Maple Leafs hope for consistency as Hutchinson takes control of crease

Tim and Sid discuss if it is time to hit the panic button for the Toronto Maple Leafs, with Frederik Andersen potentially missing an undetermined amount of time to injury.

TORONTO — In a season that’s seen Michael Hutchinson bounce from the Toronto Maple Leafs to the Marlies and back to the Leafs again, he’s made a point to control what he can control.

Focus solely on that which can be influenced.

The hope now is his form of goaltending Zen continues yielding dividends with Hutchinson taking control of Toronto’s crease in the middle of a tight playoff race. His game has recently begun to resemble the weather forecast on a muggy summer’s afternoon: Sunny, with intermittent periods of rain.

Hutchinson, to his credit, has rescued a year that once appeared to be spiralling away by winning his last four NHL starts. That was the good news the Leafs tried to comfort themselves with while revealing Tuesday that Frederik Andersen would miss an indeterminate amount of time with a neck injury, although it required them to cover their eyes and ignore the three relief appearances sprinkled between those starts where Hutchinson allowed 10 goals on 46 shots.

“We’ve developed some real confidence when he’s gone in as a starting goaltender and he’s done a great job,” said Leafs head coach Sheldon Keefe. “In fact, some of the best starts we’ve had from our goaltenders have come with Hutch in the net here in the last little while. We’ve just got to keep this thing moving along.”

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Fair enough, it’s one thing to be given time to prepare for a start and quite another to be tossed in cold midway through a game where your team is already taking on water.

Hutchinson has proven himself capable of delivering quality outings — just not as consistently as the best of his peers. But as the Leafs headed to Madison Square Garden for Wednesday’s game with the New York Rangers, they seemed confident he could hold the fort in Andersen’s absence.

The 29-year-old seems to have much more faith from the front office than many viewing this situation from outside the dressing-room walls. Not only did general manager Kyle Dubas stick by him during an 0-5-1 start to the year by refusing to acquire any outside help, but he brought Hutchinson back from a spell in the minors after Keefe replaced Mike Babcock behind the bench.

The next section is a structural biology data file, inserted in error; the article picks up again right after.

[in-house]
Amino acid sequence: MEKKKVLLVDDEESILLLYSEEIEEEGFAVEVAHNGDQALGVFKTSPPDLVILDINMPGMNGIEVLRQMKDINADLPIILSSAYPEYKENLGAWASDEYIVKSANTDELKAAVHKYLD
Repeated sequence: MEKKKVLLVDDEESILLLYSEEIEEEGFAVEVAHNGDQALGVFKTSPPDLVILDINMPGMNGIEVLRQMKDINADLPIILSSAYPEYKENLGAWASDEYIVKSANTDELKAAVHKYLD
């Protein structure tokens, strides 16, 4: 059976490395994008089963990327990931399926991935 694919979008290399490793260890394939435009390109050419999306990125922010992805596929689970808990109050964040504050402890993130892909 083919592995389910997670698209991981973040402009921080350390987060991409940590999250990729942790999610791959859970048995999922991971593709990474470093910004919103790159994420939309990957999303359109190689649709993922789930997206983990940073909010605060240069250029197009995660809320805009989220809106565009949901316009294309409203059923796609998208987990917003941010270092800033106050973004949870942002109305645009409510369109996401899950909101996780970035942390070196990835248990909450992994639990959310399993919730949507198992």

Hutchinson delivered on his second chance with the four victories: A 29-save effort against Detroit; a 24-save night against New Jersey; a 33-save shutout over the New York Islanders; and last Saturday’s 24-save win over Ottawa.

He was also tagged with Monday’s loss after coming in for the injured Andersen. Hutchinson wasn’t at his best during a third period where a 3-1 lead quickly evaporated into a 5-3 defeat against the Florida Panthers — the team Toronto is battling for the final playoff spot in the Atlantic Division.

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But Keefe argued that it’s unfair to lay that result on his backup.

“Hockey’s a very funny game. The bounces go one way or the other and you tend to overanalyze things and that’s what we’re trying not to do here,” he said. “We find our way through that, maybe at 3-3 instead of hitting the post, [Auston] Matthews’ shot goes post and in and we win the game, and we’re sitting here and we’re probably talking about how great a defensive game it was all the way through and the fact that we gave up zero shots at 5-on-5 from inside our own zone in the second period.

“So, we’ve got to continue to teach and coach the process here and not get too wrapped up in the bounces and the results — as important as we obviously know the results are.”

That part comes naturally to Hutchinson, a veteran of 125 NHL games who spends as much time fine-tuning the mental side of his game as the physical one. He believes he’s found the proper headspace for success.

“Being relaxed and clear-headed and just kind of letting the game come to me is the biggest thing,” said Hutchison. “Approach it the way I have the last few games and hopefully everything works out.”

The stakes are high for everyone here.

Hutchinson is in a contract year and faces an uncertain NHL future. The Leafs are currently on the wrong side of the playoff cutoff line and desperately want another shot at the dance. Kasimir Kaskisuo, for now Hutchinson’s backup, only has one NHL appearance on his resume and could see action with a three-games-in-four-days stretch on the horizon.

Couple that with the unpredictable nature of Andersen’s injury — Keefe indicated that team doctors are managing his symptoms and labelled him “day to day” — and you have plenty of intrigue in the Leafs’ crease.

Facing an important game, they’re relying on a guy they passed through waivers in November. In the months since, they’ve found more reason to believe in Hutchinson.

“He’s just showing that he’s getting some traction and finding his way,” said Keefe. “I think, of course, the way things finished yesterday [against the Panthers] there’s increased attention to it, but if it weren’t for just that little piece last night then you’re focusing on the fact that — here he is, he’s 4-0, I think he’s had like a .940 [save percentage] or something like that over that time and he’s got a chance to be there for us.”

For good or ill, they need him now.

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